Standing and playing (in a new opera)

October 17, 2018 | Posted in cello things, Concerts | By

I’ve been involved in a wonderful new opera composed and directed by John O’Brien with libretto by John O’B and Eádaoin O’Donohghue. It is based on the short story by Oscar Wilde ‘The Nightengale and The Rose’ A pretty sad tale, but the opera is full of characters to delight! I’m one of the 9 muses – Melpomone, muse of Tragedy and in my earthly guise a willow tree. (the programme shot below).

I stand as I play most of the time, as I am acting and dancing (sort of shimmying along). I just pull the spike out full, which on this cello is sturdy and long enough, and the spike has a stop so it doesn’t fly out completely. Playing standing without any strap, it’s essential to have a sturdy spike.

It is still difficult when playing in thumb position and high up the finger board (lots in this show) so for these I bend my left knee and press it against the back of the cello to give something steady. I also hook it over my shoulder for moves across the stage, and do various bad postures, but as long as I always come back to a strong straight back throughout, it doesn’t hurt or give me a crick neck! I keep looking at the Bloch cello strap but in the shows I do, I need to swing the cello off me quickly and slickly, and have a mixture of sitting and standing and sideways cello playing. I have used a belt tight around my waist joined with another belt around the cello. This gave some traction so it was sturdier. But again slow to unhook and put aside. When you are constantly on stage in character there can be no clumsy movements. Well that’s my aim. I have tried many versions of straps in fact and am still investigating this for myself!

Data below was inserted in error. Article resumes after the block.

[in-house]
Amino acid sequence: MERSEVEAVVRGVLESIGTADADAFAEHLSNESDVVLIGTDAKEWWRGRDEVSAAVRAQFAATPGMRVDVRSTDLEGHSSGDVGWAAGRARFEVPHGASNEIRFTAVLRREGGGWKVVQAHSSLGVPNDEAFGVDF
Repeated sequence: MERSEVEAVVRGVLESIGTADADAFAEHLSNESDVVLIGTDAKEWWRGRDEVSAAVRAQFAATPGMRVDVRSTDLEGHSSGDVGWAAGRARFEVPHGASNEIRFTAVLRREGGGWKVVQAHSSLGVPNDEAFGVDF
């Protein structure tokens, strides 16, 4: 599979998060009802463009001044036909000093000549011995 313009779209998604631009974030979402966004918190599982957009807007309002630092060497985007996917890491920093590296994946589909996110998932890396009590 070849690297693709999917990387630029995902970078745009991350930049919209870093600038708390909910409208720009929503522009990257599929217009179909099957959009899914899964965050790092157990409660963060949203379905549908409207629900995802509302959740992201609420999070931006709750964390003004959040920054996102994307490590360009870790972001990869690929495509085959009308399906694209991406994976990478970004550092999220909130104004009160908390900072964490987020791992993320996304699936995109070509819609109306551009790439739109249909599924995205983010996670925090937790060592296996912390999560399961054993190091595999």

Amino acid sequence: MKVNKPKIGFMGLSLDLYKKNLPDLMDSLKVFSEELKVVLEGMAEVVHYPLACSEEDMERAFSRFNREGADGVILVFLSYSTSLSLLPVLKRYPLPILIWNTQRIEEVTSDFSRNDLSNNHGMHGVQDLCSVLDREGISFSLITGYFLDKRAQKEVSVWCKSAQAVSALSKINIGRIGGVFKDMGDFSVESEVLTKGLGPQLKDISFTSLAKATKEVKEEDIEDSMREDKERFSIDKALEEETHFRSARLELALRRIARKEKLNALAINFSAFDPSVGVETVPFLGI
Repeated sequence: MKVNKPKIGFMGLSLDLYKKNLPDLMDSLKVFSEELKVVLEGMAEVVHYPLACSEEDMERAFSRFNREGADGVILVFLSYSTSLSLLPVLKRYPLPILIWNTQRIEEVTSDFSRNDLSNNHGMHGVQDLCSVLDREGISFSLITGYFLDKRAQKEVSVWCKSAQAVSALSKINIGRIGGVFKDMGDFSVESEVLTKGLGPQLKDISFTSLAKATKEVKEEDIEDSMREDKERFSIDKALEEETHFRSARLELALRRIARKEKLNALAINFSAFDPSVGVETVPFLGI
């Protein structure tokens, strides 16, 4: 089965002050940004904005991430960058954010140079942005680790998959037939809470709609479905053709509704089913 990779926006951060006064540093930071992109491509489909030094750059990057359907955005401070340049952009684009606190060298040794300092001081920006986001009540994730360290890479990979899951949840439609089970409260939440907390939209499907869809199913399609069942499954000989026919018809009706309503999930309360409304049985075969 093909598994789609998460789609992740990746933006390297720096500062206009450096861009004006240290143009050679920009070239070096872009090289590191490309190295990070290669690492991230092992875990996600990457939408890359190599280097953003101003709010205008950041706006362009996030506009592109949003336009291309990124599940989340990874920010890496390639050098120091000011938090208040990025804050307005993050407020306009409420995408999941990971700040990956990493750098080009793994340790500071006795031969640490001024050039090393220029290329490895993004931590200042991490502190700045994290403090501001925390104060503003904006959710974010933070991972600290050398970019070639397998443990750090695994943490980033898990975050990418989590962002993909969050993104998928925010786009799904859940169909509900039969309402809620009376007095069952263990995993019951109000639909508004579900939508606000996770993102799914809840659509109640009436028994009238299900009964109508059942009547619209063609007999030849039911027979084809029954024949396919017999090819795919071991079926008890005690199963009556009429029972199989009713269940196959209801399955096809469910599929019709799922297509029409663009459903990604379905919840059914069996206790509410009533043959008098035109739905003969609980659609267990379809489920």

I’m also using an Arcus S8 bow, which is great for standing. (it’s in that photo above) I thought it might be too light initially, but it is much easier to handle on the cello than my other bows, and actually I discover whilst standing and playing light is better, as long as it has good grip. It’s a perfect show bow, clean long bowing, accurate. I’m going to do a video review of it actually, cause when I was looking at them after a colleague was raving, I couldn’t find one. If you’re in Cork, Dublin or Limerick you can catch me in The Nightengale and the Rose on these dates:

Only 3 shows left in Cork before the Nightingale takes flight to Dublin and Limerick!
Book today at the Everyman Cork
🌹The Civic, Dublin (23-24 Oct) | https://goo.gl/9B9CqN
🌹The Lime Tree Theatre, Limerick (27 Oct) | https://goo.gl/11rKns

★ ★ ★ ★ ★ “Precise in every detail of performance, the production glows with a rich inventiveness of colour, surprise and allusion…” Irish Times

★ ★ ★ ★ It is unlike anything else I’ve seen on the opera stage to date. The storytelling is vivid, the spectacle is intriguing and the music is attractive.” Irish Examiner

Have a great day!!!

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Pagliacci

June 21, 2012 | Posted in Concerts, photos, Video | By

I'm enjoying the fantastic production of Pagliacci at the Everyman Palace. Our first night was last night. 9 musician/actors playing a reduced score, all by memory and moving about the stage with the singers. We are gods and godesses of the theatre, surrounded by the clowns/circus troupe and a whole gang of chorus.

Here is a promo clip